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Ed Forum 2018

Organize Your Medical Records

Easy access to your personal health information is critical to ensure that you receive timely, safe, and effective treatment and care.  With the increased implementation of electronic medical records in the healthcare community, many patients, caregivers, and healthcare workers have ready access to a wealth of personal health data.  A patient should carefully consider how exhaustive such information is and how easy it is to obtain and review.  If the electronic medical records kept by your healthcare provider do not include all of the following, consider keeping such records yourself:

  1. Keep a medical card in your purse or wallet with a list of all current medications and dosages, chronic illness conditions, and the name and phone number of your pharmacy, along with a list of physicians with their phone numbers.
  2. Past medications: list the medication, dosage, and start and stop dates.
  3. Immunizations: dates of all immunizations you’ve received.
  4. Allergies: include information on all drug, food, latex, and/or seasonal allergies.
  5. Health history: include information on past procedures/surgeries, illnesses, injuries, or family history of cancer, diabetes, or heart disease.
  6. Test/lab results:
    1. Chart your blood test results (CMP, CBC, Immunoglobulins, Serum Viscosity).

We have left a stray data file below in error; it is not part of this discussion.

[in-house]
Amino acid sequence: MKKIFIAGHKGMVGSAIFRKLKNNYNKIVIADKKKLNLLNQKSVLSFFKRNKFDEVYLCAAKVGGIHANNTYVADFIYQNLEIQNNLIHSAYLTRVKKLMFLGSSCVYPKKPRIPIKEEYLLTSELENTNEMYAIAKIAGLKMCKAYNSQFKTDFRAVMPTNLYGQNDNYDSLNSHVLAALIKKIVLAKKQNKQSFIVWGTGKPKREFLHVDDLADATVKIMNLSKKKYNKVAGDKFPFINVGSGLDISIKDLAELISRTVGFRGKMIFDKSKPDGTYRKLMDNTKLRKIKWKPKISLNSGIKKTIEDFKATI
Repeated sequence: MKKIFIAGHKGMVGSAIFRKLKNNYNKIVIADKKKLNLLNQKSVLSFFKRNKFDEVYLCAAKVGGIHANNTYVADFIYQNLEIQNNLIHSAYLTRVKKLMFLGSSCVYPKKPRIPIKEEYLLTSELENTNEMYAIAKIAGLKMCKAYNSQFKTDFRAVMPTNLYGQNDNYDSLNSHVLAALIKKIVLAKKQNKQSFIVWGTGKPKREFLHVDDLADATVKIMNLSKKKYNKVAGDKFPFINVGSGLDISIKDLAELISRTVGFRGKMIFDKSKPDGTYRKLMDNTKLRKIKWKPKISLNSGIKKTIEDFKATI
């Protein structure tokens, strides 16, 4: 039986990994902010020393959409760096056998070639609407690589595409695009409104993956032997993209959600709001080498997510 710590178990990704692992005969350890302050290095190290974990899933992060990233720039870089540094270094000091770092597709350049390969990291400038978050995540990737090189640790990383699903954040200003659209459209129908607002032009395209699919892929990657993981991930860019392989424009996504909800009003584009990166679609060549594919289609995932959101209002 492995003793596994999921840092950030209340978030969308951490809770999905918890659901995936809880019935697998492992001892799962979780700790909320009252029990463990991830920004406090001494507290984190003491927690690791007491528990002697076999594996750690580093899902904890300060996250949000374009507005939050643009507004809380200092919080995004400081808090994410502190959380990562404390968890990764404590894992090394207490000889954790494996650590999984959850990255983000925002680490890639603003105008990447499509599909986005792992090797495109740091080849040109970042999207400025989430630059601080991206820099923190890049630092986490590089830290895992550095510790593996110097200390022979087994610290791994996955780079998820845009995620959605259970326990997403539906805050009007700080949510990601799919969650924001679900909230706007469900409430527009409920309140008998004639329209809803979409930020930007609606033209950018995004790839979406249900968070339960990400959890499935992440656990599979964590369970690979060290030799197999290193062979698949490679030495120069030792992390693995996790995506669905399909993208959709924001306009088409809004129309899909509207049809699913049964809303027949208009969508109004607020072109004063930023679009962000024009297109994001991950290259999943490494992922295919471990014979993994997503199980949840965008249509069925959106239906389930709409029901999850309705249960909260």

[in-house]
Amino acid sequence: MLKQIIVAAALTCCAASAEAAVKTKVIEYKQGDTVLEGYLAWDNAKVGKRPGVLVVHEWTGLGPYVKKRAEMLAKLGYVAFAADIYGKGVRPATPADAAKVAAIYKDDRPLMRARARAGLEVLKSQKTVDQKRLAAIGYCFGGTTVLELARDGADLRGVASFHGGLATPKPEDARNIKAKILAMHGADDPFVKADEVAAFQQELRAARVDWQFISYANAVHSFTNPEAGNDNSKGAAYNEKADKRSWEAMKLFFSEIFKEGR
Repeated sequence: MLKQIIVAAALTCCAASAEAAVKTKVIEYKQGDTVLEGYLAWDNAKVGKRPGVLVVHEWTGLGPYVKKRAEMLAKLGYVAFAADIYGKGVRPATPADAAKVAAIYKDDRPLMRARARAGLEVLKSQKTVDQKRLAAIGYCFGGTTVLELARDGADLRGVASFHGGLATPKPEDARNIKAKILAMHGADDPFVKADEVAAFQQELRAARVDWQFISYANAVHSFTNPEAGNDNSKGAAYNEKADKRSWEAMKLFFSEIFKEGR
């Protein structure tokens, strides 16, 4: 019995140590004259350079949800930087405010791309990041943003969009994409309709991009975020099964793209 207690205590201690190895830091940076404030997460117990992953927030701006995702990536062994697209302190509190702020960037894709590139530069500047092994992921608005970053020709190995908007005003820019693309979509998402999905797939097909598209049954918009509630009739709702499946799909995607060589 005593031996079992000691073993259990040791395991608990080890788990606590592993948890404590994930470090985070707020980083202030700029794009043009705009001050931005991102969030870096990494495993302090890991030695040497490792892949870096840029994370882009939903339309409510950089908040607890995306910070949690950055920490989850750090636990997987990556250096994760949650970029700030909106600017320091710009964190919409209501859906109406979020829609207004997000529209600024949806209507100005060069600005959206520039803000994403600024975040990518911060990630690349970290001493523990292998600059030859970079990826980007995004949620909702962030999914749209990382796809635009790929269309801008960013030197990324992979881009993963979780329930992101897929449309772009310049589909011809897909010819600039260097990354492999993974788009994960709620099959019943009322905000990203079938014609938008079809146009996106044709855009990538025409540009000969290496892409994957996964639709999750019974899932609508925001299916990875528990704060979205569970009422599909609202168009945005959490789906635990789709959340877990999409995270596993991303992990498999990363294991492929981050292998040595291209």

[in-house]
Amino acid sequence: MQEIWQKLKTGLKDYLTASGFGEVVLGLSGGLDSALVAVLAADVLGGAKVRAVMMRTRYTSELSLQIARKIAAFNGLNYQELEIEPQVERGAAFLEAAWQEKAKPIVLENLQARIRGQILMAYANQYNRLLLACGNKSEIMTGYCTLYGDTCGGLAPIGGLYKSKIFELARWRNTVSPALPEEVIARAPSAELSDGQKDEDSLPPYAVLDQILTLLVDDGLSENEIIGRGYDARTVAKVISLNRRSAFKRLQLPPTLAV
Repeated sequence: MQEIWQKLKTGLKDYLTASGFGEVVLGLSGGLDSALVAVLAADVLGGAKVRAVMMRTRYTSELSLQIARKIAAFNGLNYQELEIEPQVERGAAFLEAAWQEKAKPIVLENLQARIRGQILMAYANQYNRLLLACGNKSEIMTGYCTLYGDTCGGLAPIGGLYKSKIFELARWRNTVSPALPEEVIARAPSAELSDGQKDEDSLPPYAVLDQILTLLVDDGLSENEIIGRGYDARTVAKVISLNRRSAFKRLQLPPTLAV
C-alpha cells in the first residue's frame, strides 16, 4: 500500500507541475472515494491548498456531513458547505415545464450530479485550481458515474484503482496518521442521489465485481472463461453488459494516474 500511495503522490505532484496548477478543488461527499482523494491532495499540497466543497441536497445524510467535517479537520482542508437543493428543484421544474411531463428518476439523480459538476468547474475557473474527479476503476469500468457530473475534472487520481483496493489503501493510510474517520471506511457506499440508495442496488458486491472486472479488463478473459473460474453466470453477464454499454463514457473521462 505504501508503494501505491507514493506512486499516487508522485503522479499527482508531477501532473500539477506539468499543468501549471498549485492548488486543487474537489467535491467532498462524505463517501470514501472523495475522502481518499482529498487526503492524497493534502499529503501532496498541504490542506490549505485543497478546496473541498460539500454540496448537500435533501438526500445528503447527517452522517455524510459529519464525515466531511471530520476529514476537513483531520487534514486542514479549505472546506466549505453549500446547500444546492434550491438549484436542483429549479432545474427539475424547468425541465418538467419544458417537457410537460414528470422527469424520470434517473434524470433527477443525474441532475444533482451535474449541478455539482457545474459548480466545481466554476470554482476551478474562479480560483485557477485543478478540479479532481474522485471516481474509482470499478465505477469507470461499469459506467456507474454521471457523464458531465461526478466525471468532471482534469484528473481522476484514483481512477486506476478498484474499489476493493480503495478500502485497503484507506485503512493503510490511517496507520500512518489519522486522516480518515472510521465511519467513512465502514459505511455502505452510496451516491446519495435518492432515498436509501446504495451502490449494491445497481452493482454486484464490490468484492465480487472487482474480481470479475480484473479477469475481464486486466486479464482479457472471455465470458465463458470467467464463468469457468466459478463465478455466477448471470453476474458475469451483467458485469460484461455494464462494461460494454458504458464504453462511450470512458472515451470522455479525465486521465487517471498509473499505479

2. Use a spreadsheet to help graph the trends in key test result values over time - this helps your healthcare team visualize your progress.
    3. Keep records of the results of scans and radiographic tests (MRI, CT, X-Ray, etc.).
  7. Treatments: include the type of treatment, drugs/procedures administered, dosage, frequency, duration, and start and stop dates.  Consider also noting any signs and symptoms you experienced, along with any side effects.

It’s also a good idea to keep records of the costs and expense coverage you’re incurring.  Consider maintaining a file for each of the following:

  1. Medical bills you receive from healthcare providers, labs, and hospitals.
  2. Insurance claims you file with the insurance company.
  3. Medical bills you have paid.
  4. Receipts for out-of-pocket expenses (parking fees, meals, travel and lodging, etc.).
  5. Hospital discharge orders/documents.

Finally, fill out important forms for possible crisis times, such as a Living Will, Medical Power of Attorney, and Do Not Resuscitate (DNR) Order.  Five Wishes is a booklet and online resource you can use to let your family and doctors know who you want to make healthcare decisions if you are unable to; the kind of medical treatment you want or don't want; how comfortable you want to be; how you want people to treat you; and what you want your loved ones to know. To complete your personalized Five Wishes online and print it, go to the Five Wishes website.

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Did you know?

Did you know there’s a list of useful common terms that you may find in lab reports, hear your oncologist use, or read in medical articles about Waldenstrom’s macroglobulinemia?